The objective function in (8) deals with the network lifetime T, maximization. Eq.

(9) describes T as the addition of rounds through which the normal and parent nodes execute their operations before their energies Ei and Ep are depleted. Eq. (10) computes the received energy of the parent node. Where is data aggregation factor, N is the aggregate number of nodes, l is the packet size, i represents normal node, p denotes parent node. If the per bit processing, transmission energy and sensing of normal nodes is represented as respectively and if the per bit transmission, dissipation and reception energy of parent node is represented as respectively. Then Eq.

13 gives full info about the per round energy depletion cost of the network. In constraint (8.1 and 8.2), the initial energy E0 should always be greater than the current energy Ei and Ep because as time passes the current energies decreases. A node ceases to function when Ei and Ep <=ETX. Constraints in Eq.(8.3) considers sensing, processing and transmission of data by normal node and ensures that these event respect their initial energy level (q =).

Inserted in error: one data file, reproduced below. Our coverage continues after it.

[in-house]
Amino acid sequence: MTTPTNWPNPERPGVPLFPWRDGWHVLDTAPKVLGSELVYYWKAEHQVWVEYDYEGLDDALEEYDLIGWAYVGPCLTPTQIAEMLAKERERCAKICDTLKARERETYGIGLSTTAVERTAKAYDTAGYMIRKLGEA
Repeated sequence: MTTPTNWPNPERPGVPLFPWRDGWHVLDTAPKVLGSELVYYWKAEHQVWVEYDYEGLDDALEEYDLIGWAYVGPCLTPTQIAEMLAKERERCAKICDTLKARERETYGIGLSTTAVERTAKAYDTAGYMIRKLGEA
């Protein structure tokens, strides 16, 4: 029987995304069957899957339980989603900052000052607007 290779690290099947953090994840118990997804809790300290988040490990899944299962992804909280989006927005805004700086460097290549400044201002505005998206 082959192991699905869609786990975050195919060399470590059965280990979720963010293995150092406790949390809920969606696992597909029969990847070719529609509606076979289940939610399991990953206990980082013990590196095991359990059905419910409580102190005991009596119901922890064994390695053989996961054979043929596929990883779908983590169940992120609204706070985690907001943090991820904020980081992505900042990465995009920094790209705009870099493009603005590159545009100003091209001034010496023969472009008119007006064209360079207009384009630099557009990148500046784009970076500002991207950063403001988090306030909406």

It is important to point out that there is no energy cost of and in normal node. They are only present at the parent node leading to minimizing and balancing of the energy consumption. Eq. (8.4) on the other hand does not consider and which are only present in normal nodes. This further minimizes and balances the energy consumption. Constraints in Eq. (8.

5 and 8.6) ensure flow management when data is sent from i to p and from p to s with their physical link capacities; Cip and Cps, respectively. When these two constraints are violated this leads to rise in congestion which causes rise delay and eventually lead to high packets dropped rate. Additional energy is consumed when retransmission is done which result in decreased network lifetime. Constraint in Eq.

(8.7 and 8.8) means that the routing protocol has to be capable enough to minimize the communication distance dip and dps to its barest minimum value dmin